Archpriest Evgeny Peleshev, the oldest clergyman in the diocese of Pskov of the Russian Orthodox Church, was from 1946 till 1951 a monastery laborer at the Pskov Caves Monastery, and served many years in the St. Barbara Church, an Estonian-language parish near the monastery. He often associated with the great elders of the Pskov Caves Monastery and knew two Russian patriarchs very well. In his interview with Pravoslavie.ru, Fr. Evgeny recalls his life at the monastery in his youth and how priests and the faithful were persecuted in the post-war Soviet period.
“Go ahead, but don’t cross yourself in the presence of others”
—Fr. Evgeny, can you tell us what it was like to be a priest under the Soviet authorities?
—Perhaps you don’t remember this time well as you were very young then. They considered us enemies of the state. Harsh anti-religious persecution resumed under Khrushchev in the early 1960s. For example, at the baptism of a child they demanded the presence of the parents with their passports.
However, I remember the following story. We were going to baptize one of my neighbors who was a member of the Communist Party. His local party leaders learned about his plans and summoned him to scold him. But he suddenly said: “Okay, that’s it. Now I am leaving the party. Here is my party-membership card!” They got frightened as they wanted to have as many party members in their district as possible. So they answered him, “Well, then no problem. Go ahead, but don’t cross yourself in the presence of others.”
—So they turned out to be tolerant of him and they even did not expel him from the party.
—Yes, because they did not want their superiors to learn that some members were leaving the party in their district.
—Judging by this story, it seems that the Soviet authorities were already losing their grip and growing weak at that time.
—Yes, the faithful did not face severe persecutions any more. They knew they would not be imprisoned for their faith, but they could be expelled from the party, which was a great shame for that period.
However, the state controlled almost all the Church affairs. It particularly controlled the church finances and all church treasurers were accountable to it. Inspectors visited the treasurer’s office twice a year and recorded the income and expenditure of a parish. In those days it was extremely difficult for the Church to even manage everyday affairs; for example, getting some paint for painting a church ceiling. So we had to manage many church affairs “with a crooked hand”, as the saying goes. Fortunately we had friends among people who were in charge of various things, and they helped us from time to time.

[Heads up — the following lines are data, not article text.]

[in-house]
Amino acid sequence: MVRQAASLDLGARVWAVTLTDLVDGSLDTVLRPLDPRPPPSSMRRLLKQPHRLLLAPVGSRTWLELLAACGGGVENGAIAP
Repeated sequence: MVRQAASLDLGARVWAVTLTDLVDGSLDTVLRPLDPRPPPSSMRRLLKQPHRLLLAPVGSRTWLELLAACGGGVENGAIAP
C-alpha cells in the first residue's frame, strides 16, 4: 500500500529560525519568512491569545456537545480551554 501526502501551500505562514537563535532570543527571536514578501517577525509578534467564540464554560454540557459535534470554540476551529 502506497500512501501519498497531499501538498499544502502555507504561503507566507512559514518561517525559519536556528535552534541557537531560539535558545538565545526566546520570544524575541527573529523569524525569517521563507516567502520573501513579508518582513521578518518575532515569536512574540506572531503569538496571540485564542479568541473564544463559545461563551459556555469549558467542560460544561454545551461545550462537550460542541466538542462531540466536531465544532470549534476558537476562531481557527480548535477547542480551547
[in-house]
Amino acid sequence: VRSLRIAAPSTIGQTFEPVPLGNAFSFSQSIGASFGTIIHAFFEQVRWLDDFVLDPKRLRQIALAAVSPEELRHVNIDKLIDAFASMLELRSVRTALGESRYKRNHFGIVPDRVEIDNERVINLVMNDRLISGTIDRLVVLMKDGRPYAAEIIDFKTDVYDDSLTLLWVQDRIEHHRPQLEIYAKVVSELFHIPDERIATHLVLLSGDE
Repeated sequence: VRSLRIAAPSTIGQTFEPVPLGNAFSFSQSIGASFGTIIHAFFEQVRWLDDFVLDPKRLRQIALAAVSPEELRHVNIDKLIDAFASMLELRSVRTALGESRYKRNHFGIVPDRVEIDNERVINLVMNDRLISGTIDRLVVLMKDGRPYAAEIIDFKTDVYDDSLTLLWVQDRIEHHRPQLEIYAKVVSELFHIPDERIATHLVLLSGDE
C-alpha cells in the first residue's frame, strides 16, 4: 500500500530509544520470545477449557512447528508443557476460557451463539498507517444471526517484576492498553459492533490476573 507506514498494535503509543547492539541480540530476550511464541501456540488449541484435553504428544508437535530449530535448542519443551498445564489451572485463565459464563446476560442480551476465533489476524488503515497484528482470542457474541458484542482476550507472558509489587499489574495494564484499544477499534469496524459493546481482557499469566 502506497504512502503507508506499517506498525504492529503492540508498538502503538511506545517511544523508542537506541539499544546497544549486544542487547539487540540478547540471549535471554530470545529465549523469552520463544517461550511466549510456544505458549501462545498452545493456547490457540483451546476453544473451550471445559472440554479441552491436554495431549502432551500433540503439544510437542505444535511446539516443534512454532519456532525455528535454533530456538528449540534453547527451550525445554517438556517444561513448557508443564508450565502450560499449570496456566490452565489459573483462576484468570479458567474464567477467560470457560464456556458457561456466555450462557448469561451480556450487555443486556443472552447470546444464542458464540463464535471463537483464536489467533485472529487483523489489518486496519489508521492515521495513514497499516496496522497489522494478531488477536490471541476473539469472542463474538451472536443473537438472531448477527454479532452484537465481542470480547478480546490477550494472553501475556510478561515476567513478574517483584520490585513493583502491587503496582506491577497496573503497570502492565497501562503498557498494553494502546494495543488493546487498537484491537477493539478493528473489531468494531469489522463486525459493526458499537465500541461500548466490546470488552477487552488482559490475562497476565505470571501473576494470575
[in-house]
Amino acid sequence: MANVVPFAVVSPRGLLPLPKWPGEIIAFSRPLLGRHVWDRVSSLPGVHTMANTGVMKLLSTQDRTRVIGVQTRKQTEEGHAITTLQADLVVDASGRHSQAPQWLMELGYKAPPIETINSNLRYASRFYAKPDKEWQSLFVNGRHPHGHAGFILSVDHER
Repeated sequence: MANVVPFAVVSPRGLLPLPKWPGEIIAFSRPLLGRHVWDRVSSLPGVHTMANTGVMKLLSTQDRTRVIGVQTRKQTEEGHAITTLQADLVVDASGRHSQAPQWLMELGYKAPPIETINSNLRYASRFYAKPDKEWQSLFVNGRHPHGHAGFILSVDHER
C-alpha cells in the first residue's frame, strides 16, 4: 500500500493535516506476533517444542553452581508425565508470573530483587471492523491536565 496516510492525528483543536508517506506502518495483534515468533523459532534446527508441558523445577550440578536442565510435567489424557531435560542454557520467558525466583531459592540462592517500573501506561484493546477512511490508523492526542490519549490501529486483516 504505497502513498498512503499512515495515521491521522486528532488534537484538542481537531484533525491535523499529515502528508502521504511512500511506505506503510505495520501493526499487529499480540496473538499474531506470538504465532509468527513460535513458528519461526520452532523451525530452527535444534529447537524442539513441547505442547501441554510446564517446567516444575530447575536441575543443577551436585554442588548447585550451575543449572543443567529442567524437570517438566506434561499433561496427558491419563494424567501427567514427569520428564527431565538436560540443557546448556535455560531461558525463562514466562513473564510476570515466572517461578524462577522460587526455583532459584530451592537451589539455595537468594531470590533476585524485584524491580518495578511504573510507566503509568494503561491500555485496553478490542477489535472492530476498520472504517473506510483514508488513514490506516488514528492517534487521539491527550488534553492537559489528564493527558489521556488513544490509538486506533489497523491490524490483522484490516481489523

For twenty years I served as a priest in Zalesye—a village some five miles away from the town of Pechory. People who issued materials in Pechory were religious. I baptized their children and was not a stranger to them. And, for example, they would secretly give me twenty iron sheets.
True, these were hard times. Now everything is very different. When the current governor sees me he immediately runs up to me, and we embrace and kiss each other like brothers. That would have been inconceivable in the Soviet era. My relatives belonging to the Communist Party were afraid to say hello to me.
Which time is more favorable for salvation?
—I am going to ask you an unexpected question. On the one hand, the Church was brutally persecuted in the Soviet period. On the other hand, now we have freedom, but very strong and diverse temptations emerged with it. In your view, which time is more favorable for spiritual life and achieving salvation?
—In the Soviet era salvation was possible for those who stood firm in their faith. They were punished, even arrested, but they remained unshakable. These were genuine confessors for faith, persecuted by their state. There are no persecutions nowadays, yet each of us needs to stand firm in the faith and fulfil all the commandments that are well known to us.
—In the Soviet times there was the long line of holy elders and ascetics in Russia. Now it seems almost all of them are gone. Why so? What do you think are reasons?
—Of course, when we have freedom, we lose the firmness of faith. I think Russia still has elders, but many of them prefer to remain obscure. However, for example, there is Fr. Adrian [Archimandrite Adrian (Kirsanov)], aged ninety-two, to whom many people come for advice and blessing. Though he and Archimandrite John (Krestiankin) disagreed with each other about certain things. Fr. John gave his blessing for taking the new passports, while Fr. Adrian didn’t give his blessing for this.